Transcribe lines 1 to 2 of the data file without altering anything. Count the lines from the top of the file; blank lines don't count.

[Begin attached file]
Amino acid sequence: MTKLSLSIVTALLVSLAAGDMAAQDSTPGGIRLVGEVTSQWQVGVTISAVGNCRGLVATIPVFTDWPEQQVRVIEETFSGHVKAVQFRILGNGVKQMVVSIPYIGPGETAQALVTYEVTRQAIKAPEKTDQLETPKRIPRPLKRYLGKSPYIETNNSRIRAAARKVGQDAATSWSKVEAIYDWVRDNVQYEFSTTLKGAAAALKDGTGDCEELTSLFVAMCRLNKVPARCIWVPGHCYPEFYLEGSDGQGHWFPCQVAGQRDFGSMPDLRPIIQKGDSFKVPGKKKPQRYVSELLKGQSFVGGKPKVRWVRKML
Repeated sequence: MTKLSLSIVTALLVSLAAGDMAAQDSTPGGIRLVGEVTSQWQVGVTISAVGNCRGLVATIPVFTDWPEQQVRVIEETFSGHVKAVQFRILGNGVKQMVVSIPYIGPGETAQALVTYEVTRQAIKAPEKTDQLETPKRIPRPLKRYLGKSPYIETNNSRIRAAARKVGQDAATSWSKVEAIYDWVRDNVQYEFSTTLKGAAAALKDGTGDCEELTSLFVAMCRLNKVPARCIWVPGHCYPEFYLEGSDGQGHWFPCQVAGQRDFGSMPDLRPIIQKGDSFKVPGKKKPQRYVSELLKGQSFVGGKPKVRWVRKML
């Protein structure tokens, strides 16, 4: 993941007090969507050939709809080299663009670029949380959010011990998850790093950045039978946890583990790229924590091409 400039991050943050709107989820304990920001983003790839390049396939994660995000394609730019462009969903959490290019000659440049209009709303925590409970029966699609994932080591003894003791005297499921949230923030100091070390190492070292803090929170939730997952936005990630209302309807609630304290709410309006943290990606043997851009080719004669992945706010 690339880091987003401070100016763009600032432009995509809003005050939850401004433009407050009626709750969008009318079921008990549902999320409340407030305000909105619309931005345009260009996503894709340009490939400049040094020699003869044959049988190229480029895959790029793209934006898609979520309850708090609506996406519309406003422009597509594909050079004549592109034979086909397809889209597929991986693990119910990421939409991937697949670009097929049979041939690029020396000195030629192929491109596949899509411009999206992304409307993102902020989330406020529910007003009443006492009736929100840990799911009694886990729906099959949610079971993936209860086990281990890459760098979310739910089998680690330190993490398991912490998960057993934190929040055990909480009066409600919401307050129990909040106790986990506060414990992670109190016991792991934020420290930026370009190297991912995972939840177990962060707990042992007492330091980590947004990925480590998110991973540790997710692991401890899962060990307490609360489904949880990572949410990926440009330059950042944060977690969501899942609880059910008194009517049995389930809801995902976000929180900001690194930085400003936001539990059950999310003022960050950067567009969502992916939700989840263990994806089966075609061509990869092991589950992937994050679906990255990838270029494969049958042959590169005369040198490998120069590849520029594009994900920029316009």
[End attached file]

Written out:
Amino acid sequence: MTKLSLSIVTALLVSLAAGDMAAQDSTPGGIRLVGEVTSQWQVGVTISAVGNCRGLVATIPVFTDWPEQQVRVIEETFSGHVKAVQFRILGNGVKQMVVSIPYIGPGETAQALVTYEVTRQAIKAPEKTDQLETPKRIPRPLKRYLGKSPYIETNNSRIRAAARKVGQDAATSWSKVEAIYDWVRDNVQYEFSTTLKGAAAALKDGTGDCEELTSLFVAMCRLNKVPARCIWVPGHCYPEFYLEGSDGQGHWFPCQVAGQRDFGSMPDLRPIIQKGDSFKVPGKKKPQRYVSELLKGQSFVGGKPKVRWVRKML
Repeated sequence: MTKLSLSIVTALLVSLAAGDMAAQDSTPGGIRLVGEVTSQWQVGVTISAVGNCRGLVATIPVFTDWPEQQVRVIEETFSGHVKAVQFRILGNGVKQMVVSIPYIGPGETAQALVTYEVTRQAIKAPEKTDQLETPKRIPRPLKRYLGKSPYIETNNSRIRAAARKVGQDAATSWSKVEAIYDWVRDNVQYEFSTTLKGAAAALKDGTGDCEELTSLFVAMCRLNKVPARCIWVPGHCYPEFYLEGSDGQGHWFPCQVAGQRDFGSMPDLRPIIQKGDSFKVPGKKKPQRYVSELLKGQSFVGGKPKVRWVRKML